E. coli is the name of a germ, or bacterium, that can live in your child's stomach and intestines. Some types of E. coli can cause illness and symptoms such as bloody diarrhea and cramps.
Symptoms of E. coli infection usually end in about 1 week with no further problems. But some children have severe blood and kidney problems.
People in Canada most often get an E. coli infection from eating meat that has been contaminated with E. coli. Your child can also get the infection from eating raw fruits and vegetables or dairy products that are contaminated with the bacteria. And your child can get it from others who are infected.
Follow-up care is a key part of your child's treatment and safety. Be sure to make and go to all appointments, and call your doctor or nurse call line if your child is having problems. It's also a good idea to know your child's test results and keep a list of the medicines your child takes.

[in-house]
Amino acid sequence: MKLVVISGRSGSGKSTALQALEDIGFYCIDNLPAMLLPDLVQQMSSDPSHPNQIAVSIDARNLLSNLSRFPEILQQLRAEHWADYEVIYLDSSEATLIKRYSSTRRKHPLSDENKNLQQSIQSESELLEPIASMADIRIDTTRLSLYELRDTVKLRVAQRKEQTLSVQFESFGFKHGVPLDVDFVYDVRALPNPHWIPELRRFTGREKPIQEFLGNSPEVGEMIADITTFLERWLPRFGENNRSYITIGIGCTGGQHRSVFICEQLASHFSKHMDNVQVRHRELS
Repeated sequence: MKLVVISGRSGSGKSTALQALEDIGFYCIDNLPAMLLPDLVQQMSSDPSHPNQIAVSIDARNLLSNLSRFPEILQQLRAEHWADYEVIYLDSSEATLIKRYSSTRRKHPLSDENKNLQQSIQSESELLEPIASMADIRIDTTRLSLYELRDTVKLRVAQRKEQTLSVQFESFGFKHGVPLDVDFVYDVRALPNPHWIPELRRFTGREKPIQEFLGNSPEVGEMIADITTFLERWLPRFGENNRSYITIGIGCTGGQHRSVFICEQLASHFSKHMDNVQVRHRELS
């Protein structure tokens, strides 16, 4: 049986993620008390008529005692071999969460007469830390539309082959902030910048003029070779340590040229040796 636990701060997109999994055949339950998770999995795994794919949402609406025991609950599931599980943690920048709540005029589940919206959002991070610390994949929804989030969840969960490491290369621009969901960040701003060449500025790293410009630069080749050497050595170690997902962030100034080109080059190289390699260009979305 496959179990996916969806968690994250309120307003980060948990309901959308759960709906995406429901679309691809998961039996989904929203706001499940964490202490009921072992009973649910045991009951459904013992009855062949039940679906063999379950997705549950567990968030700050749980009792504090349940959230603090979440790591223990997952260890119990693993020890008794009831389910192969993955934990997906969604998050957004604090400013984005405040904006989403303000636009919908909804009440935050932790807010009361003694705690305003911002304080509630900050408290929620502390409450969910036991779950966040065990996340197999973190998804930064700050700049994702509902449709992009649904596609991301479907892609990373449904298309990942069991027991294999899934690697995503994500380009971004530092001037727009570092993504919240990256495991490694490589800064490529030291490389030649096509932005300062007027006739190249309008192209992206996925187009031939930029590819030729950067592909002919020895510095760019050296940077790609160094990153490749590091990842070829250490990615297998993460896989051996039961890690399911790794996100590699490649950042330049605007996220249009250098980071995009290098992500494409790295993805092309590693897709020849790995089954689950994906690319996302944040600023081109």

To prevent E. coli infection
To prevent spreading E. coli
Call 911 anytime you think your child may need emergency care. For example, call if:
Call your doctor or nurse call line now or seek immediate medical care if:
Watch closely for changes in your child's health, and be sure to contact your doctor or nurse call line if:
Go to https://www.healthwise.net/patientEd
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Current as of:
May 24, 2016
Adam Husney, MD - Family Medicine
& E. Gregory Thompson, MD - Internal Medicine & Kathleen Romito, MD - Family Medicine
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